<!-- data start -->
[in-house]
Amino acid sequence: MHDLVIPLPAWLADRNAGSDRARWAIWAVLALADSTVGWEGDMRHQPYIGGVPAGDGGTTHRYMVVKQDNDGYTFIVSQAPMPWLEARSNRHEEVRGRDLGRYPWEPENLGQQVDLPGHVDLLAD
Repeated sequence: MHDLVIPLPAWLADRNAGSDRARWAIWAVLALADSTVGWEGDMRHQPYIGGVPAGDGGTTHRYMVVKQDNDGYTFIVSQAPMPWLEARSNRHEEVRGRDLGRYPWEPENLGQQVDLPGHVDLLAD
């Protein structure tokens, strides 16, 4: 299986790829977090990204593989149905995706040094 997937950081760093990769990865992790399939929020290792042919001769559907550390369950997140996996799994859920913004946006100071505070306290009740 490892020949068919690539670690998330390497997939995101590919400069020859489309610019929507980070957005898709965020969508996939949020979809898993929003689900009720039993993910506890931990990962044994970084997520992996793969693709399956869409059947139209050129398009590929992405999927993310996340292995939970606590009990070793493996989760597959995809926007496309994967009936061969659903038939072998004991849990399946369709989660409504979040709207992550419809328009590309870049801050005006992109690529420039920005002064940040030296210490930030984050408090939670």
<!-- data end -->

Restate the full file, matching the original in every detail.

[in-house]
Amino acid sequence: MHDLVIPLPAWLADRNAGSDRARWAIWAVLALADSTVGWEGDMRHQPYIGGVPAGDGGTTHRYMVVKQDNDGYTFIVSQAPMPWLEARSNRHEEVRGRDLGRYPWEPENLGQQVDLPGHVDLLAD
Repeated sequence: MHDLVIPLPAWLADRNAGSDRARWAIWAVLALADSTVGWEGDMRHQPYIGGVPAGDGGTTHRYMVVKQDNDGYTFIVSQAPMPWLEARSNRHEEVRGRDLGRYPWEPENLGQQVDLPGHVDLLAD
């Protein structure tokens, strides 16, 4: 299986790829977090990204593989149905995706040094 997937950081760093990769990865992790399939929020290792042919001769559907550390369950997140996996799994859920913004946006100071505070306290009740 490892020949068919690539670690998330390497997939995101590919400069020859489309610019929507980070957005898709965020969508996939949020979809898993929003689900009720039993993910506890931990990962044994970084997520992996793969693709399956869409059947139209050129398009590929992405999927993310996340292995939970606590009990070793493996989760597959995809926007496309994967009936061969659903038939072998004991849990399946369709989660409504979040709207992550419809328009590309870049801050005006992109690529420039920005002064940040030296210490930030984050408090939670």